financial help

Laaaaaaadies! Need financial help?

Good.  I’ve made just about every financial mistake you can think of: over-drafting, bad checks (accidentally), bank account closed (by the bank), reports to Chexsystems, low credit score, having a ton of credit cards (20, at my peak), pre-foreclosure, high-credit card debt, late student loan payments, investment scams (I was the victim)… there’s more, but you get the picture.

As a result of all my mistakes, I’ve learned some pretty valuable lessons. I’m doing relatively awesome now (financially speaking), so I figured I’d share what I’ve learned with you sis-star.

Here is a checklist of 30 things every 30-year-old woman should know about money. Through my blog, I’ll write posts that offer you specific financial help for every item on the list.

For now, get your score card out and let’s go…

1. How to budget

2. What a 401k is

3. How to properly use credit (cards)

4. How to borrow money and pay it back… on time

5. The basics of investing

6. How to say no when someone asked to borrow money (and mean it)

7. The difference between an IRA and a Roth IRA

8. Your financial baseline: the lowest amount of money you can make each month and still survive.

9. What multiple streams of income are and how to get some

10. How to save for the things you want vs. financing

11. How to deal with debt collectors without freaking-out, ignoring them or avoiding their calls

12. How to negotiate discounts with your service providers

13. What a credit report is and how to read it

14. How to ask for a deferment or forbearance of a student loan, rather than defaulting

15. Why you should NEVER co-sign on a loan, not even for family (especially not for family)

16. How to buy a home (even if you’re not planning on doing so yet)

17. How to make money with a hobby

18. How to pay for a wedding without incurring debt (if you plan on tying the knot)

19. What a credit score is and how it’s calculated

20. How to help out friends and family without putting your own finances in jeopardy

21. What your time is worth

22. What your ideal life looks like and how much it would cost you to maintain it

23. How much money you want to have for retirement and what you need to be doing now to get it

24. How to clean up your credit report

25. How to save for emergencies

26. How to quit a sucky job with enough money in the bank to last until you find a more awesome place to work

27. How to lower your tax burden

28. How best to use your tax refund

29. How to pay for a vacation, before going on vacation

30. How to LIVE RICHER: to live every-day life for less money and more fun

I’m sure there are probably more, but I said 30 so here it is. I’d love to hear your thoughts, Dream Catcher. What would you add to the list? How many things were you able to check off? Which numbers do you need the most financial help with?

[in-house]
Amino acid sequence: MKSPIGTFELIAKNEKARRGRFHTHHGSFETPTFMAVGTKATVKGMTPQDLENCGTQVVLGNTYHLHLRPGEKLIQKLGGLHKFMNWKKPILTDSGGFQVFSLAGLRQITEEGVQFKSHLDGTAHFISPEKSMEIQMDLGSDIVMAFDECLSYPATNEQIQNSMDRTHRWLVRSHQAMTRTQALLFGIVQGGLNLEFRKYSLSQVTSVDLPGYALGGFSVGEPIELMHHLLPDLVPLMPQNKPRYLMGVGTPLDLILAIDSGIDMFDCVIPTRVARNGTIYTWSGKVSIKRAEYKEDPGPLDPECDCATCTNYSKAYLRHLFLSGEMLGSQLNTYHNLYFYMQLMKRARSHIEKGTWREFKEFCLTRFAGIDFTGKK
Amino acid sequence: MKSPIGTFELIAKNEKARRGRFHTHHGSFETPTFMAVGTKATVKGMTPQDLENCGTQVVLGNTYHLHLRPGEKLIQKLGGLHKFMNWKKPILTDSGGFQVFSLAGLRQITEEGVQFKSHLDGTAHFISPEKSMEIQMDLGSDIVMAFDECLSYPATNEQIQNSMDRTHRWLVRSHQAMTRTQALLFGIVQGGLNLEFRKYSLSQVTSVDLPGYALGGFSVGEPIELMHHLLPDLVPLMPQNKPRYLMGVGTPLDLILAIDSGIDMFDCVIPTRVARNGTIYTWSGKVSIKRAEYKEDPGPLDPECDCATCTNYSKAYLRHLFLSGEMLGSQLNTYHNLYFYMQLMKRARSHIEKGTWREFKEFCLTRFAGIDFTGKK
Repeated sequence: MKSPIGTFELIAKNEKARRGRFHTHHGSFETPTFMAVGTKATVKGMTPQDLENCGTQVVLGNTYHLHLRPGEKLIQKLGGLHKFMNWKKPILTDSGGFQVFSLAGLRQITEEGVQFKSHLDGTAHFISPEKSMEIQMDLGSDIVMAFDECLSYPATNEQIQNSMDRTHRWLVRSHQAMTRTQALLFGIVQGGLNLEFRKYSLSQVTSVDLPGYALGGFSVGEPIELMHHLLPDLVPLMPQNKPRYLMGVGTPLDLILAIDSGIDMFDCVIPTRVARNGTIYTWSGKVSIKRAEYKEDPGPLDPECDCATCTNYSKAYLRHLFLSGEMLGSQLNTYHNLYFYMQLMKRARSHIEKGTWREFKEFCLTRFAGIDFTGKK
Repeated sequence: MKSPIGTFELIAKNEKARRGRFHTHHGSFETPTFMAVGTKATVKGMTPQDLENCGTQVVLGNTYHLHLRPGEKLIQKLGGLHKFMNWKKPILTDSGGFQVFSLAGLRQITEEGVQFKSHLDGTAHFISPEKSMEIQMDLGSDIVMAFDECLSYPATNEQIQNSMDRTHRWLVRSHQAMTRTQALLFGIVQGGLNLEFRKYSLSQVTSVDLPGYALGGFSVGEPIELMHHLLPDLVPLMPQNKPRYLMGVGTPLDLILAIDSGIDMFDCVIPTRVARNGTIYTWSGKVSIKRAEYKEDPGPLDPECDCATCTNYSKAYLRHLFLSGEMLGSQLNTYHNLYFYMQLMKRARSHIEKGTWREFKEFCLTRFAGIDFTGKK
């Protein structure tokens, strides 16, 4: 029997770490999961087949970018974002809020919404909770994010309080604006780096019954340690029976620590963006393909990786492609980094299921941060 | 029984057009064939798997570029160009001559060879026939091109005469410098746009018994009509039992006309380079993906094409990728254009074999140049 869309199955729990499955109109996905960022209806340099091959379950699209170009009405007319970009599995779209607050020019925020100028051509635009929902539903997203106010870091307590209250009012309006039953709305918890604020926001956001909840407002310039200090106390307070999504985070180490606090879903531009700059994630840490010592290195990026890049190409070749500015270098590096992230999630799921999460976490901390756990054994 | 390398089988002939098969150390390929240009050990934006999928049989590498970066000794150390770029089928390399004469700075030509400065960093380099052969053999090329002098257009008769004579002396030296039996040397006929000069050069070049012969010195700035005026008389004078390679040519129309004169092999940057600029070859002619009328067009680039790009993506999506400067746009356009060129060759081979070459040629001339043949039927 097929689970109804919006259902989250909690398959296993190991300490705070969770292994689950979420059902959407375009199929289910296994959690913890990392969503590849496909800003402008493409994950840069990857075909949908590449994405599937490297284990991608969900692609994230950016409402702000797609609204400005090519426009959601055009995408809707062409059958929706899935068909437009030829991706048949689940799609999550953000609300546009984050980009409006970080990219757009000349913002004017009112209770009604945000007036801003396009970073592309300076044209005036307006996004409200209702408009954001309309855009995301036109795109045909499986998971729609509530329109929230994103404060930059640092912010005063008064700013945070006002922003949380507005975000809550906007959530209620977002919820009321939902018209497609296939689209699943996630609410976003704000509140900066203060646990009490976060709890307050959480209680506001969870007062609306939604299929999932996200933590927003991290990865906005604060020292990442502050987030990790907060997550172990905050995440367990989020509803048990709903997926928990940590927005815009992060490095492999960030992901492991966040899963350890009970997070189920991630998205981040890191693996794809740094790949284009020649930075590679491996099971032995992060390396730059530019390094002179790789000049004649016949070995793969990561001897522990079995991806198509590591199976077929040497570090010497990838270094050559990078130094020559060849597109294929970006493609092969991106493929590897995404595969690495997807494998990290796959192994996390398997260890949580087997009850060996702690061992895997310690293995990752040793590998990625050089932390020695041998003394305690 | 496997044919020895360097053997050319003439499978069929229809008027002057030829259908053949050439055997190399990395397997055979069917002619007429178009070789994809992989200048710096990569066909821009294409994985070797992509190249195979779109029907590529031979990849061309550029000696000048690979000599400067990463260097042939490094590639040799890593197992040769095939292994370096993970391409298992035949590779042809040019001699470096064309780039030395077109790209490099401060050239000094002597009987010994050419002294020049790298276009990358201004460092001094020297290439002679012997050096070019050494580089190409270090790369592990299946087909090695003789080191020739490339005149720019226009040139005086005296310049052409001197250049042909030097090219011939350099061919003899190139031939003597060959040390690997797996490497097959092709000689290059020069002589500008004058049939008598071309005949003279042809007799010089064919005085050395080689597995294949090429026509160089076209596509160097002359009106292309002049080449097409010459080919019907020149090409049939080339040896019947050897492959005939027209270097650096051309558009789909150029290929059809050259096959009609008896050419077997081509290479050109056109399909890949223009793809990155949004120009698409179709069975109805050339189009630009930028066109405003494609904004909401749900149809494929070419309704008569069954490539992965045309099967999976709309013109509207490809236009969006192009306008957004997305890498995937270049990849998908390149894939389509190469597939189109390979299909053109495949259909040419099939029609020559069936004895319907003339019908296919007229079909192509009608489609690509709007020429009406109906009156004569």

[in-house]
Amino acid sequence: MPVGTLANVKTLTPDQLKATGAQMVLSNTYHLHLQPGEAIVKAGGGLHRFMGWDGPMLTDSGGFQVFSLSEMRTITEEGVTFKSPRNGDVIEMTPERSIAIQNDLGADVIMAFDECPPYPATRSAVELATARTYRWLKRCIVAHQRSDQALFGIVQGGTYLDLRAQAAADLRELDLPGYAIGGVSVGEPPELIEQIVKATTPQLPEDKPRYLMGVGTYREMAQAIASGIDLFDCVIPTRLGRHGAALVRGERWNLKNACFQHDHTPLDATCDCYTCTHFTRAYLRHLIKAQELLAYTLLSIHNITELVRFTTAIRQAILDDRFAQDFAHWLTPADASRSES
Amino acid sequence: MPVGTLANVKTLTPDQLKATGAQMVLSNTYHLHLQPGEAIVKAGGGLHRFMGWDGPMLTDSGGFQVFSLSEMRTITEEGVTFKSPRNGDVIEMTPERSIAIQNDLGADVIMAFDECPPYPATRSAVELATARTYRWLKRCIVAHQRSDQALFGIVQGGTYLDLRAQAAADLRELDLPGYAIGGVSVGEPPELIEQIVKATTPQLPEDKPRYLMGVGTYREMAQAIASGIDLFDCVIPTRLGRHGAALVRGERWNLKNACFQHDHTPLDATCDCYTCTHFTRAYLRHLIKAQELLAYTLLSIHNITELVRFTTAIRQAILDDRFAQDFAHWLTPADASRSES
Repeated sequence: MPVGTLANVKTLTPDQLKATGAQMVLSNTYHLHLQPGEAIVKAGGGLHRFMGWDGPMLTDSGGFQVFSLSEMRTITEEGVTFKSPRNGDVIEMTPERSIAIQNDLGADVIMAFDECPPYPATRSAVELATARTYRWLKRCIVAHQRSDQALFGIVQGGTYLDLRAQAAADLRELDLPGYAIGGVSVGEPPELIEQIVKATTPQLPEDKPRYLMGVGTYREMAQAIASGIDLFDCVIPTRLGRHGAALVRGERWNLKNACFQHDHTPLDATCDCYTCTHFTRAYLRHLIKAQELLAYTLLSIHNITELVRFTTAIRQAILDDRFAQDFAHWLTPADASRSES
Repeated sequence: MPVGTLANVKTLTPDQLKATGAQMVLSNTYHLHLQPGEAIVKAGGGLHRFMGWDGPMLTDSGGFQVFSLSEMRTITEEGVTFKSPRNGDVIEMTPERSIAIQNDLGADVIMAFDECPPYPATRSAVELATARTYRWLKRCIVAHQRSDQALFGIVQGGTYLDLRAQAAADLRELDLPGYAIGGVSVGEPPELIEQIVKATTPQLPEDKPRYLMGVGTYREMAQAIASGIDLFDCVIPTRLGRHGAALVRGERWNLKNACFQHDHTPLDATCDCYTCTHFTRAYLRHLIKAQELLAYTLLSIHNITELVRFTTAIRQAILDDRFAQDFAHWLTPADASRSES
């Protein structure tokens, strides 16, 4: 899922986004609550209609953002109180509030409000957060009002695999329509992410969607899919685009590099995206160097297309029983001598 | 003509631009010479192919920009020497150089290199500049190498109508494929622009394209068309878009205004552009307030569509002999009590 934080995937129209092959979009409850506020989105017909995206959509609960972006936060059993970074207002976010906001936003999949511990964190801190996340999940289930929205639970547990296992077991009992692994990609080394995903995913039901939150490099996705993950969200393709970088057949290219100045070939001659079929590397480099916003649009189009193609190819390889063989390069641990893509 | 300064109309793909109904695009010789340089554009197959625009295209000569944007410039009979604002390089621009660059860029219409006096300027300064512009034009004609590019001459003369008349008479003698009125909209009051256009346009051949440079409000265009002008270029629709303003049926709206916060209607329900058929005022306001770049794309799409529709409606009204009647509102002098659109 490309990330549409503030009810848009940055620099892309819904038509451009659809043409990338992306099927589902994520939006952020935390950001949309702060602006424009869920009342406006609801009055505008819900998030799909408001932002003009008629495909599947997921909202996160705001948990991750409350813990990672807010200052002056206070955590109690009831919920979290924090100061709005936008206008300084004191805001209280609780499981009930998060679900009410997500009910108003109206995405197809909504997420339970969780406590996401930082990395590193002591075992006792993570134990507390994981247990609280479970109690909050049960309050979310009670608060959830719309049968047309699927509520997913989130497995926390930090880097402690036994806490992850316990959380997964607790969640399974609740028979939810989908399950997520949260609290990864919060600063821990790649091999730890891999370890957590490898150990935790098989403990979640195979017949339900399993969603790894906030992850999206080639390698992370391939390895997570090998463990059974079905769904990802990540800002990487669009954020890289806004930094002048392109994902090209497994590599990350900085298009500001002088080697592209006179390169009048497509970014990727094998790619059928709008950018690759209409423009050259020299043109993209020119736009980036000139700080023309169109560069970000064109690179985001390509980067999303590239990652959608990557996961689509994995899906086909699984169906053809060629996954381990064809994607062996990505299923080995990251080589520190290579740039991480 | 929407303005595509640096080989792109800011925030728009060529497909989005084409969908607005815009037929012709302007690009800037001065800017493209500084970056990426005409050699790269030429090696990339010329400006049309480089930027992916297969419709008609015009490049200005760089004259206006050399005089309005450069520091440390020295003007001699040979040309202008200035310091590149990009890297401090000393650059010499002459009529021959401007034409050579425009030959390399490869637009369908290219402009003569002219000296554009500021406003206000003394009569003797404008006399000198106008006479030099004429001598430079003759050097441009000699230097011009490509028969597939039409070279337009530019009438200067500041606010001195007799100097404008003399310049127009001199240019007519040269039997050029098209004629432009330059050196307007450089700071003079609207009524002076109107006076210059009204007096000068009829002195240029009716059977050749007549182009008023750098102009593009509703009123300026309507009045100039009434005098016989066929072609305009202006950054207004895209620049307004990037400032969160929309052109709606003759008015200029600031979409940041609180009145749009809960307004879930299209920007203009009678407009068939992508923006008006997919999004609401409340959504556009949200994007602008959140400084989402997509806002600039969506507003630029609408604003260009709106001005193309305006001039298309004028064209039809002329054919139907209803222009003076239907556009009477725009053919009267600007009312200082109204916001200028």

About the Author Tiffany Aliche

Tiffany “The Budgetnista” Aliche, is an award-winning teacher of financial education, America’s favorite, personal financial educator, and author of the New York Times Bestselling book, Get Good with Money. The Budgetnista is also an Amazon #1 bestselling author of The One Week Budget and the Live Richer Challenge series and most recently, a children's book, Happy Birthday Mali More.

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  1. Tiff you know that number 8 is mt ALL time FAVE! 30 rules that are perfectly stated (actually I'm gonna print and post) for My own well being as a reminder (yikes 40 is knocking on my door). Ooo, I would love to see 40 for 40 😉 shameless beg.

  2. Tiff you know that number 8 is mt ALL time FAVE! 30 rules that are perfectly stated (actually I'm gonna print and post) for My own well being as a reminder (yikes 40 is knocking on my door). Ooo, I would love to see 40 for 40 😉 shameless beg.

  3. But why do I love this so much! I think this is applicable to women in their 40s too, especially if they got a late start. Great list!

  4. I had several I need to study up on but the one that always boggles me is 3. How to properly use credit (cards). I get them with the idea of using it for emergencies only, then end up using it “just this once” for a non-emergency with the thought of paying it off, usually ends up being several “just this once” moments, and then the floodgates open. I can pay it for awhile but then car trouble, medical expenses, gas and food goes up, whatever and the next thing you know I’m in debt. I work and stress to pay it down and swear never again and then I convince myself this time will be different and the cycle continues. I hover between just accepting that I’ll never be any good at credit cards and frustration because I SHOULD be able to figure it out. I’m not ready for another credit card but I’d like to get to a point where I can own and use one properly.

  5. I would add: How to teach your children/grandchildren/godchildren/nieces/nephews how to properly manage money at a young age.

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